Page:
Flying is amazing and can be tough. Assigned the middle two seats in a row of four in the centre of the plane, we slid our sceptical bodies into place. One saving Grace was the 1/2 inch of clearance forTom’s knees with the seat ahead. Our dreams of Tom pacing up and down the 18 inch aisles every time his hip started to complain, were the first to take flight. The youngish man, who sat on my left, smiled and said hello, as he sat down. So far, so good, I thought. He took one look at both of us and said, “Just wake me up anytime you need to get up. I’m going home and I don’t sleep much on planes anyway. He did get up willingly and with a smile, each time we asked. Now that’s an angel. I’m sure the quiet young man seated on Tom’s right who slept for most of the flight, would have wakened If we had asked. Thankfully, we didn’t need to disturb him. We scouted over to my left and stood up as needed.
We arrived in Frankfurt, Germany at 11:05 Frankfurt time on Friday. We had lost 6 hours in real time. Neither of us had slept for even five minutes. Maybe it was excitement about the trip or maybe not. Regardless we felt like we were about 110 years old.
Tom hobbled off the plane and sank gratefully into the wheelchair. We piled a carry-on and a knapsack on Tom’s lap. A friendly and strong young man, pushed Tom’s wheelchair and pulled a carry-on, down the endless corridors to the elevator. I limped along beside, my knapsack secure on my back. At the elevators, our wheelchair angel, passed us on to another angel, Katie, an enthusiastic youngish woman. She looked at our papers. “Shaking her head,” she said, “You’ve ten hours to wait! We’ll go to the wheel chair lounge.”
“But we’re flying economy,” I answered.
“No matter.” She helped us settle on the two lounge chairs, organizing our luggage. She pointed at the corner, “There’s coffee and tea right over there. I’ll be back to take you for supper. If you need anything just ask at the desk.”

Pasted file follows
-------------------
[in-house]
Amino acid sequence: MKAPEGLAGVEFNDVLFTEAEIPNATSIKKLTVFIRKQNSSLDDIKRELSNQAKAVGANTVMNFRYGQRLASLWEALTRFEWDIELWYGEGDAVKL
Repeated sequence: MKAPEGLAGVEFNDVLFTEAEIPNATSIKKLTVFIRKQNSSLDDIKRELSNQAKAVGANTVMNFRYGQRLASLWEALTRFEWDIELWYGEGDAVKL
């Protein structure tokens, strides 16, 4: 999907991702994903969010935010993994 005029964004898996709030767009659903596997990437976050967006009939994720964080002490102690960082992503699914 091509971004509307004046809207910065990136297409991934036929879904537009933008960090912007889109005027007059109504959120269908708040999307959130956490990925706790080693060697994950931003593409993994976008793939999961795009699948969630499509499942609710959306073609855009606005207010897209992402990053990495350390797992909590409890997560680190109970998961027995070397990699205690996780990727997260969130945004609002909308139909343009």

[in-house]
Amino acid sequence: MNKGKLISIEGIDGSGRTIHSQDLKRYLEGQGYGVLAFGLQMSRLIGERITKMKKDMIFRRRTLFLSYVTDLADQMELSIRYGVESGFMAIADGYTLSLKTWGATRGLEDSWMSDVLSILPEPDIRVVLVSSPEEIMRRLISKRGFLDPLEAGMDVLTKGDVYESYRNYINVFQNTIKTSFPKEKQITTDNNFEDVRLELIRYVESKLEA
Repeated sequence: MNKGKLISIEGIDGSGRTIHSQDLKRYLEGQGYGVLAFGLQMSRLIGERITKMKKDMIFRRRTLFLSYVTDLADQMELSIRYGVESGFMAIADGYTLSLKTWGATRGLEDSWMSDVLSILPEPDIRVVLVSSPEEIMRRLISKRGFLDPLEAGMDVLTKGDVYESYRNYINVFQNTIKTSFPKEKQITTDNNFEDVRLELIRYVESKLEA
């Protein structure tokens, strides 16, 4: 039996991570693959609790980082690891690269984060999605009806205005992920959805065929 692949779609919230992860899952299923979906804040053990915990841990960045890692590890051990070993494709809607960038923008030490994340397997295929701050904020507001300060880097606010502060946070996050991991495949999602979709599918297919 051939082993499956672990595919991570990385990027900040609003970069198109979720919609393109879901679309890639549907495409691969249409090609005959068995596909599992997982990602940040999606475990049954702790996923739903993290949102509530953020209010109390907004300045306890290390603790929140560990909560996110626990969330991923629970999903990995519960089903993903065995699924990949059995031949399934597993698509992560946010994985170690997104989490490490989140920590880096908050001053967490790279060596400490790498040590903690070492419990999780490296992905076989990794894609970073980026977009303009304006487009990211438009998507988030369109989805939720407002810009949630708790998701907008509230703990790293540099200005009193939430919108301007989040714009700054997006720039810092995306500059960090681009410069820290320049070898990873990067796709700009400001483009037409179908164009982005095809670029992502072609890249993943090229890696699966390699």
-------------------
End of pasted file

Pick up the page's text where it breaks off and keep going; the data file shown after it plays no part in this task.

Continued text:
God’s angels certainly are caring for us, I thought. The chairs were made of plastic wood, a little hard, at least we could stretch out. We slept for about an hour. My trip to the washroom revealed the children’s corner and a small bed. It was just big enough for me to curl up. Best of all, it had a slightly soft, one inch thick cushion on it. I slept another hour, at which point both of us woke. Once again, Katie the wheelchair angel appeared. This time she whizzed us off in a golf cart, gave us a riding tour of that part of the airport and finally, deposited us at a Bavarian restaurant.
Of course, I took pictures of both food and restaurant. The meal was good, sort of. I ordered the traditional meatloaf slice and potato salad. The slice tasted a great deal like a giant hot dog. Tom, of course, reminded me that hotdogs are skinny frankfurters. Tom fared a little better with his pig’s knuckle. The best part of the meal was a sweet mustard sauce that transformed everything.
Our meal over, we retired to the nearby movie lounge. The big soft chairs, and charging station meant we could power up our technology and connect to the internet. Several hours passed. Tom laid down on the floor to sleep with his legs up on the chair, as he does sometimes at home. I posted yesterday’s blog and answered a few emails. I couldn’t stay awake any longer. We gathered up our luggage and started to walk back to the lounge. In less than a minute, angel Katie appeared, her golf cart a gift from heaven. Two solid hours of sleep in the kid’s bed helped a great deal. When I woke up, I noticed a sign: “This area is only for unattended minors.” I chuckled and thought, that might describe the state of me at the moment.
At 9:00 p.m,. Katie ushered us to the gate for our flight for Johannesburg. We flew off into the sunset. This flight was longer, but more luxurious. We even had real stainless-steel cutlery with our late night dinner. It reminded me of flying Ward Air years ago. Of course, there was wine, beer and liquor aplenty to drink. The meal was served on formica dishes, not plastic. It tasted pretty good, too. International flights are radically different from Air Canada’s domestic ones.
David will pick us up at the airport in Johannesburg. I think I’ll sleep all day Saturday. It’s not the jet lag it’s the inability to sleep. Years ago, when I was flying to New Zealand the seats were bigger and the flights weren’t full. Yes, it was forever on the plane, but I could stretch out across three seats.
More angels tonight. They lifted and lugged suitcases, brought us headphones that actually worked, and helped us work the controls on the on-board entertainment system. I watched a movie, wrote this blog, read my book and just stayed busy instead of sleeping. At that point, I had become to tired to see the angels that surrounded me.